The cases also show the challenges for urban resilience in secondary cities brought about by incomplete decentralisation. They reveal that local government agencies have been given limited budgets and unclear mandates by national governments to enact measures that could help build urban climate resilience. Moreover, there is conflict and tension between which agencies should be involved in disaster risk reduction, water management, and other measures, which affect adaptive capacity to climate risks. Also, the lack of coordination between agencies collecting meteorological and other date further weakens capacity to build urban climate resilience. Overall, the cases reveal that incomplete decentralisation, due to the retention of power and resources by central bureaucrats, alongside ministerial and sectoral fragmentation has undermined resilience and distributed climate risks unevenly. One reason that urban slum communities in smaller cities in Thailand lack access to water is that municipalities lack sufficient budgets to pay for water pipes. In Bago, Myanmar, where in 2015 heavy flooding arose, local and national government officials disagreed about which levels of government should take primary responsibility for flood risk reduction. Similarly, in Lao Cai, the implementation of climate adaptation policies is hampered by limited resources.
While certainly there are many disadvantages to being a secondary city in terms of building urban climate resilience, some advantages exist as well. There is still time to learn from previous mistakes. Limited land has already been urbanised when compared to that in mega-cities. Further, these cities are less locked into infrastructure, energy and governance systems, which makes it easier for them to make changes to become more climate resilient. Finally, due to their lower populations, smaller economies, and geographical distance from their country centres, there is less political interference from national government that can undermine governance, compared to that in mega-cities (e.g., Khon Kaen versus Bangkok). This also means that there is more freedom for these cities to experiment, which can result in increased climate resilience.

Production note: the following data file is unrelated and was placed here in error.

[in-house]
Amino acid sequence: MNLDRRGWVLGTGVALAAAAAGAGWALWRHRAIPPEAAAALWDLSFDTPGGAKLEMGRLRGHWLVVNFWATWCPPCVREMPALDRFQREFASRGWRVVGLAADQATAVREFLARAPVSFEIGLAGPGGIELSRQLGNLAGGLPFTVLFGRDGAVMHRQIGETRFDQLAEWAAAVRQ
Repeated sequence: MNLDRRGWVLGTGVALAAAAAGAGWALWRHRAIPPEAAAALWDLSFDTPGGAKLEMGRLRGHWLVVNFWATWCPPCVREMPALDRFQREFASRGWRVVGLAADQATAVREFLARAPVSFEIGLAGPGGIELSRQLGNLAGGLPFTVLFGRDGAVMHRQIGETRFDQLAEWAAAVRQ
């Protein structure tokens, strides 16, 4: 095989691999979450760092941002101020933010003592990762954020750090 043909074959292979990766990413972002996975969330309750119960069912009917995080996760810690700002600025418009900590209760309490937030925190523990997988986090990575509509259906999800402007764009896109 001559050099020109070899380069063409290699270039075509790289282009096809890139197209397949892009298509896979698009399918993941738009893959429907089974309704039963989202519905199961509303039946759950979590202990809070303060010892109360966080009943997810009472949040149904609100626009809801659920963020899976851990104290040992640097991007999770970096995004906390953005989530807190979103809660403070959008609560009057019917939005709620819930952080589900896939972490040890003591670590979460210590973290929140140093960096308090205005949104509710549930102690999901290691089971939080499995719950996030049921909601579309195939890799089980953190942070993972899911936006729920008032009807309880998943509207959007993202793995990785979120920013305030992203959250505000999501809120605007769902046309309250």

Given these aforementioned challenges, what are the lessons for urban climate governance in secondary cities and proposed solutions?
First, inter-agency and scalar fragmentation need to be reduced and urban land-use and water planning must be coordinated at numerous levels. Smaller agencies in different ministries could be merged together. Likewise, small local government units should be combined with larger ones.
Second, a better incentive structure is needed for different agencies to work together, such as monitoring coordination indicators or funding incentives for cooperation between agencies. In addition, it would be beneficial to improve the information flows and linkages between local communities and government agencies. Information between the two must be clarified, such as which areas will be set as flood zones and distinct warnings before droughts and water cuts will occur. Channels of communication must be more diffuse and wider, such as through mobile phone applications. For example, the warning system in Mae Sot Municipality in Thailand’s Tak province, where communities have a LINE group, a mobile app for instant communications, to warn each other about flooding, can be used as a model.
Third, national-level disaster management agencies can play a greater role in strengthening local agencies in the area of disaster risk reduction. More funding should be set aside for the two to work together and more responsibility for disaster risk reduction actions should be given to local governments, along with promised support from these agencies. Increased evaluation of their performance is also needed.
Fourth, a single-command, one-size-fits-all system is not necessarily the best solution for urban climate governance because, such a system can make mistakes, unfairly distribute risks, and also each area has differing biophysical geographies. Instead, more participatory and cross-level decision-making to address climate change is needed.
Finally, secondary cities can learn from mistakes made by other cities in the region which responded to hydro-meteorological disasters by following the same land use patterns and building higher dykes. Instead, they should consider modelling the strategies of more progressive and inclusive cities in Netherlands, US, UK and elsewhere have done by greening public space and providing more space for water. Examples include Portland, Newcastle, and Rotterdam.
Overall, in Southeast Asian secondary cities, power structures and assets are still highly unequal and urbanisation has made those living in these cities, particularly the poor, more vulnerable to climate risks. Consequently, urban governance practices need to be transformed so that they are more sustainable and so that power and the benefits of urbanisation are shared more equitably. A potential entry point to positively changing power structures could be the political will and promised financing arising from the Paris Agreement and countries’ commitments under their National Adaptation Plans.
Danny Marks is an Assistant Professor of Environmental Studies at the Department of Asian and International Studies, City University of Hong Kong. Prior to this position, he was a Postdoctoral Research Fellow under the UCRSEA project.
Acknowledgements: The research was conducted through the Urban Climate Resilience in Southeast Asia (UCRSEA) Partnership, supported by a five-year International Partnerships for Sustainable Societies (IPaSS) grant and funded by both the International Development Research Centre (IDRC) and the Social Sciences and Humanities Research Council of Canada (SSHRC).